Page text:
In 2019, Switzerland spent an estimated CHF 1.8 billion on prevention and health promotion (PHP). Between 2010 and 2019, this expenditure accounted for between 2.2% and 2.7% of all health care costs (see indicator “Expenditure on PHP by service”).

Half of PHP expenditure is privately funded, either by private households or other private providers such as the Swiss Red Cross or the health leagues. The Confederation, cantons and communes bear around a third of this expenditure, although the differences between cantons are considerable. The social insurances fund roughly a fifth of this expenditure.

This indicator is part of the Monitoring System Addiction and NCD (MonAM) of the Federal Office of Public Health (FOPH).

Assigned topic

Healthy ageing is an important objective of the Federal Council’s Health 2030 Strategy. People of all age groups should encounter conditions favourable to a healthy life. This should also allow the unfavourable cost trend in the health care system to be curtailed. Investments in PHP make an important contribution towards achieving these goals. The amount of expenditure in PHP serves as an indicator to assess the effectiveness of measures on the population’s health. Studies (Wieser et al., 2010; Bertram et al., 2018) show that every franc invested in PHP achieves a positive return.


The indicator shows the percentage share of PHP expenditure in total health cost expenditure in Switzerland in respect of the following eight financing schemes: The Confederation, cantons, communes, compulsory health insurance (COPH), invalidity insurance (IV), accident insurance (UV), private households and other private providers. PHP expenditure by the cantons and communes are also shown as a percentage of a canton’s and its communes’ total health care expenditure.

The indicator is calculated on the basis of the Federal Statistical Office’s (FSO) “Health care costs and financing statistics”, analysing monetary flows in the area of “prevention”. The statistics present a synthesis of all available figures for an estimation of the monetary flows associated with the production, consumption and financing of goods and services of the Swiss health system during one year. The expenditure includes both material and personnel costs. The data are updated annually.

The range of preventive and health promoting services in Switzerland is very diverse. It includes, amongst other things, measures in the areas of addiction, prevention of non-communicable diseases, health care in schools, accident and injury prevention, food security, organisation and administration of state PHP efforts, vaccination programmes, advice on and testing of communicable diseases, or disease monitoring. There is, however, no uniformly applied definition as to what comes under prevention or health promotion. In addition to this, Switzerland’s 26 independent cantons finance their own prevention and health promotion. All this makes it difficult to assign data in a uniform manner. For this reason, this indicator can only make an approximate estimate of PHP expenditure.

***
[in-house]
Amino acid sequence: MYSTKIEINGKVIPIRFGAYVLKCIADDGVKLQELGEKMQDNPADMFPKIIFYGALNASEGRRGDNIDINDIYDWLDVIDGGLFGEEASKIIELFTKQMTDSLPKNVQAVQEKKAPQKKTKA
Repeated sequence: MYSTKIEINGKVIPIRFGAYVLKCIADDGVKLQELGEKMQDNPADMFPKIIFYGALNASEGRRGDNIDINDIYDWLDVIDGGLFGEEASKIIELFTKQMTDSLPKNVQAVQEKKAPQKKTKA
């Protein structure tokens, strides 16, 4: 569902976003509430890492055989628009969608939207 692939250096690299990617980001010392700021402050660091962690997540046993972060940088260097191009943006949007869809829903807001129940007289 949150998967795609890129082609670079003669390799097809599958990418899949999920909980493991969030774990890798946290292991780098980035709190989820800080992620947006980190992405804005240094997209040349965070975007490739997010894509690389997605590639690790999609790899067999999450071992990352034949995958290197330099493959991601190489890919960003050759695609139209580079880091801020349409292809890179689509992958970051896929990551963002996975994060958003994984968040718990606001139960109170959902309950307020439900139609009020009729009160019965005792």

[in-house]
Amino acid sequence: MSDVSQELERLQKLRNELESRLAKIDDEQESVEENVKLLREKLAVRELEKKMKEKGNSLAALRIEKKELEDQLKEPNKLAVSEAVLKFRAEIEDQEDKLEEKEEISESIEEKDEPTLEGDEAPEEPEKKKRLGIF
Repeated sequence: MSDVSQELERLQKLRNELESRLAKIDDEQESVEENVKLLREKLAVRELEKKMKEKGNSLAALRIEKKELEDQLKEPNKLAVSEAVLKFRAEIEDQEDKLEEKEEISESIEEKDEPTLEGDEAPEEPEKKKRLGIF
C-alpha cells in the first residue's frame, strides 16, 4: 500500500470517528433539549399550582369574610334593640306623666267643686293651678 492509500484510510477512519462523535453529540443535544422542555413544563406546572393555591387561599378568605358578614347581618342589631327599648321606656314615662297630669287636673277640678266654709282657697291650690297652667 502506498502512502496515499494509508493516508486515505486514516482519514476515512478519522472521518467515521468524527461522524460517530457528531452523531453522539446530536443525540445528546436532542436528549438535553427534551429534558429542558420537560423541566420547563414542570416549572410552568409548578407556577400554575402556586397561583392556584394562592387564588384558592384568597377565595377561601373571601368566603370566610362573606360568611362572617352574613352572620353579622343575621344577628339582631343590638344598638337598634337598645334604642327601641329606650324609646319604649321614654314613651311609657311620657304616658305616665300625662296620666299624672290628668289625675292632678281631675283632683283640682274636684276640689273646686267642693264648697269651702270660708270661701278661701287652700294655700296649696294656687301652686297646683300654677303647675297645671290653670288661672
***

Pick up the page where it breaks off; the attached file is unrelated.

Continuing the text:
• Bertram, M.Y. et al. (2018). Investing in non-communicable diseases: an estimation of the return on investment for prevention and treatment services. The Lancet. 391 (10134): 2071-2078: Study.
  • Wieser, S. et al. (2010). Synthesebericht – Ökonomische Evaluation von Präventionsmassnahmen in der Schweiz. Report commissioned by the Federal Office of Public Health. Winterthur Institute of Health Economics (WIG), Zurich University of Applied Sciences Winterthur (ZHAW) and the Institute for Economic Research (IRENE), University of Neuchâtel: Report (in German and French).

Further information

  • Gmeinder, M. et al. (2017): How much do OECD countries spend on prevention?, OECD Health Working Papers, No. 101, DOI: 10.1787/f19e803c-en: Study.

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